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Tag: Chaiwala

Tea Popsicles Made With Chaiwala Chai

Way back in February, I brewed up a fancy chai mix by Chaiwala for Valentine’s Day. You may remember — Chaiwala makes their blends by mixing black tea with spices and with fresh ginger and honey. In case you don’t remember, it looks like this:


Because it contains fresh ingredients, it risks going bad quickly. Indeed, the package that I bought at the Toronto Tea Festival at the end of January had a best-before date of July 28th, so time was running out.

So I decided to do something a little bit different: I made popsicles with the remaining tea leaf. And I even have a recipe for you!

Chaiwala Tea Popsicles — Ingredients

  • 40-45 grams of Chaiwala chai blend
  • 1 small carton (approx 4 cups) of vanilla-flavoured soy milk
  • 1/2 can of coconut milk (try to skim off the thick coconut cream and use that)
  • 1/4 cup of honey
  • Popsicle molds

I took the remainder of the chai from the package and let it steep in the vanilla soy milk for 5-10 minutes — enough for the soy milk to reach a boil and for the tea to become a rich tan colour.


Then I took it off the heat, set it aside to cool, and added the coconut milk and honey. Because the coconut milk had been sitting in my cupboard for a bit, I was able to skim off the top part of the cream that had separated from the rest of the liquid, which gave the mix some added richness.

I say that I added the coconut milk and honey at the same time, but I really added a bit of the honey, added the coconut milk, and then added more honey to taste — I really just eyeballed the ingredients for this whole thing.

Then I took the whole pot and strained it through a sieve into a large measuring cup to get rid of the chai pieces. After straining, I had a little over a full litre of liquid.


It’s at this point that I have to admit another mistake. I didn’t wait long enough to let the mixture cool before pouring the popsicle molds. See this set below? See how shiny and clean it is? That’s because I, in the interest of being efficient, washed everything before I even added the tea to the soy milk.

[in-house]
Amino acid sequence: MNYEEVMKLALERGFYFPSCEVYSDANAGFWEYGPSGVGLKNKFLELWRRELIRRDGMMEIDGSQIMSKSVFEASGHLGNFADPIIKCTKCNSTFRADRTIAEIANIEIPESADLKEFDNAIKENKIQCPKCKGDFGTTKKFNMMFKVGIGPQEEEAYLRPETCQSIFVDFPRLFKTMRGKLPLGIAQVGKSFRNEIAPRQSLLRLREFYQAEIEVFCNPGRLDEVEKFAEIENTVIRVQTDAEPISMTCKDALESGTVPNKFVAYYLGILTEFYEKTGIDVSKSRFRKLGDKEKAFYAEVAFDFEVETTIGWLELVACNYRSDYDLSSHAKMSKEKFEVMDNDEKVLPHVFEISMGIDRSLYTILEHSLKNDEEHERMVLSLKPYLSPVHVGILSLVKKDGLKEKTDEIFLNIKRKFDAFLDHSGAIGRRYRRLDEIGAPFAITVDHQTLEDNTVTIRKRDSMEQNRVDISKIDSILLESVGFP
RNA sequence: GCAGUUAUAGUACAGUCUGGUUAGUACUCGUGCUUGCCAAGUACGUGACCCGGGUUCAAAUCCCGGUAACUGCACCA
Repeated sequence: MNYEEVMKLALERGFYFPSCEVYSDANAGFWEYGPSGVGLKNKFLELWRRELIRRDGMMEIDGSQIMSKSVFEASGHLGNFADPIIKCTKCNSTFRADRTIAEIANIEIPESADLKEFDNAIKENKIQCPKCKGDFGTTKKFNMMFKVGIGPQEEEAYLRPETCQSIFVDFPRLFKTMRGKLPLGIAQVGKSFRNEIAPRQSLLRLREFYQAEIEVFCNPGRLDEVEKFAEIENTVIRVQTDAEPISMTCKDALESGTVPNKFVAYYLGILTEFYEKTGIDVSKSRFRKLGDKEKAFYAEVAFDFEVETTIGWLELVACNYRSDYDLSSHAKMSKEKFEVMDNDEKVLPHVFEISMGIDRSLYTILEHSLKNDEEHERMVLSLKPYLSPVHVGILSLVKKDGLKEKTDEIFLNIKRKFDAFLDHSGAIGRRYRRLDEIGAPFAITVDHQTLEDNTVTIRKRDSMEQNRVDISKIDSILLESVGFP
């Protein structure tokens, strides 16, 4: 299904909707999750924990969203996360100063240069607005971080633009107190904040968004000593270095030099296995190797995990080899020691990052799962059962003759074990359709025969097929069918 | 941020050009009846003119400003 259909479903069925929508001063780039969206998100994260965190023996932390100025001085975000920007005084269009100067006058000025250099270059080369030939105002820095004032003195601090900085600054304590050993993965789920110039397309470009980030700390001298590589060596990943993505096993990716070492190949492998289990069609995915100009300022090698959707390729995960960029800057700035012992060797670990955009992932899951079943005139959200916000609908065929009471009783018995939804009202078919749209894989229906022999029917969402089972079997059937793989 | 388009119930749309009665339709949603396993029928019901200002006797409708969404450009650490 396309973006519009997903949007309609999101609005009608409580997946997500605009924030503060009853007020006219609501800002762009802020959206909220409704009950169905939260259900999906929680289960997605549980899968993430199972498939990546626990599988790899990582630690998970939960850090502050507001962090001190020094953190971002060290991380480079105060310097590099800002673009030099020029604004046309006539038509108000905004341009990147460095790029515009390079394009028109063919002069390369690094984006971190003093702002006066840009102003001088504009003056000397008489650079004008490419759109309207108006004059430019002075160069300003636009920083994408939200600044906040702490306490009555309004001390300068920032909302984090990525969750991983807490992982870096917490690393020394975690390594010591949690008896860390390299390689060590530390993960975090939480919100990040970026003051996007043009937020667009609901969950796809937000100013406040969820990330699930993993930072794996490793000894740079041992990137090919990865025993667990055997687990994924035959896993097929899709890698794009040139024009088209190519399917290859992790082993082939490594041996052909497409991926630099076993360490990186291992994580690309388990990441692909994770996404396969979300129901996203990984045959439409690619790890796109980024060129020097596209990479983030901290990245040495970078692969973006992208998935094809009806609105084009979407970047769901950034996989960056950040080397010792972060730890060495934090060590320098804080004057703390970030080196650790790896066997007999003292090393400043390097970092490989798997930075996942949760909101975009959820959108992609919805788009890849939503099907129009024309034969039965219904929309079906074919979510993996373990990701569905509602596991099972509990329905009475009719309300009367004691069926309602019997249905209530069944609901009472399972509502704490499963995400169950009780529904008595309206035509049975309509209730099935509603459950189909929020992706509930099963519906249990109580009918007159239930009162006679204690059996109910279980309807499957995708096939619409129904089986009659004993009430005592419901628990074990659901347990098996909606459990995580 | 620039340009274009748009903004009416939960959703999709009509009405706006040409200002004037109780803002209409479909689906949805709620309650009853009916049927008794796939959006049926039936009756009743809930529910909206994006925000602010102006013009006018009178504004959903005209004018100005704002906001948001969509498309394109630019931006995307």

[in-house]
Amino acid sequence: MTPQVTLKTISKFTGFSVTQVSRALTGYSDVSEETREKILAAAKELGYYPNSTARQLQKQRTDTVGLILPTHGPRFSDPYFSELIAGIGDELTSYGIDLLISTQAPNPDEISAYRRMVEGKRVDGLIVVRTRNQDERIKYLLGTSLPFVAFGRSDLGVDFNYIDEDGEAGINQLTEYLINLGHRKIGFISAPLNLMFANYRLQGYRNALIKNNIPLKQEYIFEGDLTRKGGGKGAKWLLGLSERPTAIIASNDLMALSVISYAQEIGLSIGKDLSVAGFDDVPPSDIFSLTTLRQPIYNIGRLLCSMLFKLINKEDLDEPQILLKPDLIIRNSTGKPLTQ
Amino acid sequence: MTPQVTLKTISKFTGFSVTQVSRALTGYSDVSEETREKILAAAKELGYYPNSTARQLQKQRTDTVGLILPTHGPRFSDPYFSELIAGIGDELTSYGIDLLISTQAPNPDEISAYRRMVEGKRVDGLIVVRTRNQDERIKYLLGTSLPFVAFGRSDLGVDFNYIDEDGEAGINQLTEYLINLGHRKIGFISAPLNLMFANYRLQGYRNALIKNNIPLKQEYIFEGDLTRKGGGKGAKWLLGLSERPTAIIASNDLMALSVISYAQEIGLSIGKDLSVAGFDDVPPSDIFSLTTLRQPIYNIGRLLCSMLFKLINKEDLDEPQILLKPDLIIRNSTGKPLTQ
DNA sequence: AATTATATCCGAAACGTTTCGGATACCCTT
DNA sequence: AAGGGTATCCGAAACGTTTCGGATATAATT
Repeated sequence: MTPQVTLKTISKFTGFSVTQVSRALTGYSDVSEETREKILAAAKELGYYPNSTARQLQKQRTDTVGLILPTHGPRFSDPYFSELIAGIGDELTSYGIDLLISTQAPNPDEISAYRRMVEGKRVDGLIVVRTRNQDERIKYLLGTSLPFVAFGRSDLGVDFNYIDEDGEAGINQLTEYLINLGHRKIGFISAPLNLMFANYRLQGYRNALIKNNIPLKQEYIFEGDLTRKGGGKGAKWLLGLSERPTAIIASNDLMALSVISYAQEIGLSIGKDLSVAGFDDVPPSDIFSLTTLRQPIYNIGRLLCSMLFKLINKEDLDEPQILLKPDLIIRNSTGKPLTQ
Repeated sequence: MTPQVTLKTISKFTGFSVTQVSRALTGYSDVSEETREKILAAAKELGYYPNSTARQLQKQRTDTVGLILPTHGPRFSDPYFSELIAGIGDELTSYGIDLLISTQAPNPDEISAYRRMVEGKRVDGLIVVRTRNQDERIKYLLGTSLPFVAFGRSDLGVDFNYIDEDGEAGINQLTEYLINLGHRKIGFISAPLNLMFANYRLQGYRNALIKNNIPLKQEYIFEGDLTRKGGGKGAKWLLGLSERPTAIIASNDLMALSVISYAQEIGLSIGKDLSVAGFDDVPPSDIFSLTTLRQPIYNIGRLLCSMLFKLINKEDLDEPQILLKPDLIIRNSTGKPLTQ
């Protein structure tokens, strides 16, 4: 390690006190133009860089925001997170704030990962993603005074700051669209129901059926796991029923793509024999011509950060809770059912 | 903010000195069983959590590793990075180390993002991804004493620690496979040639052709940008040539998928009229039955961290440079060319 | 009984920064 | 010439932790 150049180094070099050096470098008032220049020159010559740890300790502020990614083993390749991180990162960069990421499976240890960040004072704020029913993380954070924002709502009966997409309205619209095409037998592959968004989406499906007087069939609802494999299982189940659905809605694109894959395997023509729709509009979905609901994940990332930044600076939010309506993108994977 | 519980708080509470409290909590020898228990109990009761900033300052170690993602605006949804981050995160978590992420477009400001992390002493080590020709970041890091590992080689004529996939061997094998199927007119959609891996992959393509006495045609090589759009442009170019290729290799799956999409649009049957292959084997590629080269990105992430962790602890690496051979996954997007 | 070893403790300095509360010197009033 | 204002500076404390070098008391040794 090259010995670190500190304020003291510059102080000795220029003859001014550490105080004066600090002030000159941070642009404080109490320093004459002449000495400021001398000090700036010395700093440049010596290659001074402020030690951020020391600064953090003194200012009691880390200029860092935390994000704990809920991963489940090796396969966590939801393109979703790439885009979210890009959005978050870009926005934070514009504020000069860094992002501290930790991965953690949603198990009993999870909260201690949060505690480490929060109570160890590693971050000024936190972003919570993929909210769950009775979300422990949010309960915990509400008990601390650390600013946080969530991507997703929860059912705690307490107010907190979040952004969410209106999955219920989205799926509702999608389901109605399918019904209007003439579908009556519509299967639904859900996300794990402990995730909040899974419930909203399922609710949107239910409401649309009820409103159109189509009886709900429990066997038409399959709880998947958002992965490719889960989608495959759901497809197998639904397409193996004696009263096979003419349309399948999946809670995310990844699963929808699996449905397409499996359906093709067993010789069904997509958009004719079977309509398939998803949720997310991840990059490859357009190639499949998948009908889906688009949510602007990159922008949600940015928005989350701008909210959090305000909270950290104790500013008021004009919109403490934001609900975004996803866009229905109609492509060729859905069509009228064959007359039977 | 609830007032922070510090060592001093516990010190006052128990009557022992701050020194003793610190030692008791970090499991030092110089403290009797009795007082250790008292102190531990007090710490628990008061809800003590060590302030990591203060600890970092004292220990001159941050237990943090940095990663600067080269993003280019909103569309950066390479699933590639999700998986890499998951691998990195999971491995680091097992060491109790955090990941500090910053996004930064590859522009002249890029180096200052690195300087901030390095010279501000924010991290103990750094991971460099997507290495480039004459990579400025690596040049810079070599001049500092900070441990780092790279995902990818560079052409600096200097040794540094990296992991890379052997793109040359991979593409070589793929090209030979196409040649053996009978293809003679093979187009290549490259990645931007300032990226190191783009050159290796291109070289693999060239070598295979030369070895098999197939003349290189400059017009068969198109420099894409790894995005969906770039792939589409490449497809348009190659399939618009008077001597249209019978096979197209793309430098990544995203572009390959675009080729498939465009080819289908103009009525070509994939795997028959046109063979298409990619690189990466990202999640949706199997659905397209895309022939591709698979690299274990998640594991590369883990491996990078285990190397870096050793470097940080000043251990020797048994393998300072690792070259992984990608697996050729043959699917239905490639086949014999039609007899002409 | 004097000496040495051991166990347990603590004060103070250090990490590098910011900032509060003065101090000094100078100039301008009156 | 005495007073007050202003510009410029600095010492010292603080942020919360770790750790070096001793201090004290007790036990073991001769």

But this was a bad idea. I should have waited until after I brewed the tea to clean these things out. It would have given the tea a bit more time to cool before being poured into the molds.

Anyways. I took the liquid and poured it into the clean popsicle moulds. Because the skimmed coconut cream was so thick, little clots of cream were still visible, not fully incorporated into the rest of the liquid. You can see the flecks of cream in the liquid below.


There was still quite a bit of liquid left over after pouring some into the molds. I had only 6 molds, but there were still 2.5 cups of liquid left, so this recipe could easily make a dozen pops. So after chucking the whole thing into the freezer, I drank off the remaining liquid while it was still warm and toasty. (Pretty delicious, by the way!)

The popsicles stayed in the freezer overnight.

The result? An icy pop with a hint of sweetness and a rich, spicy flavour of cloves, fennel, cardamom, and more. I was pleasantly surprised by how this turned out, since this was my first time making popsicles.


On a side note, I was also surprised by how disturbingly phallic this popsicle looked. Erm….

However, the texture of the popsicles was jagged and icy inside, rather than smooth, toothsome or creamy. I don’t know if this was a result of there needing to be more fat in the blend (moar coconut cream!!), or a result of not letting it cool to room temperature before putting it in the freezer. If I were to make tea popsicles like this again in the future, I’d be more careful about how I put them into the freezer.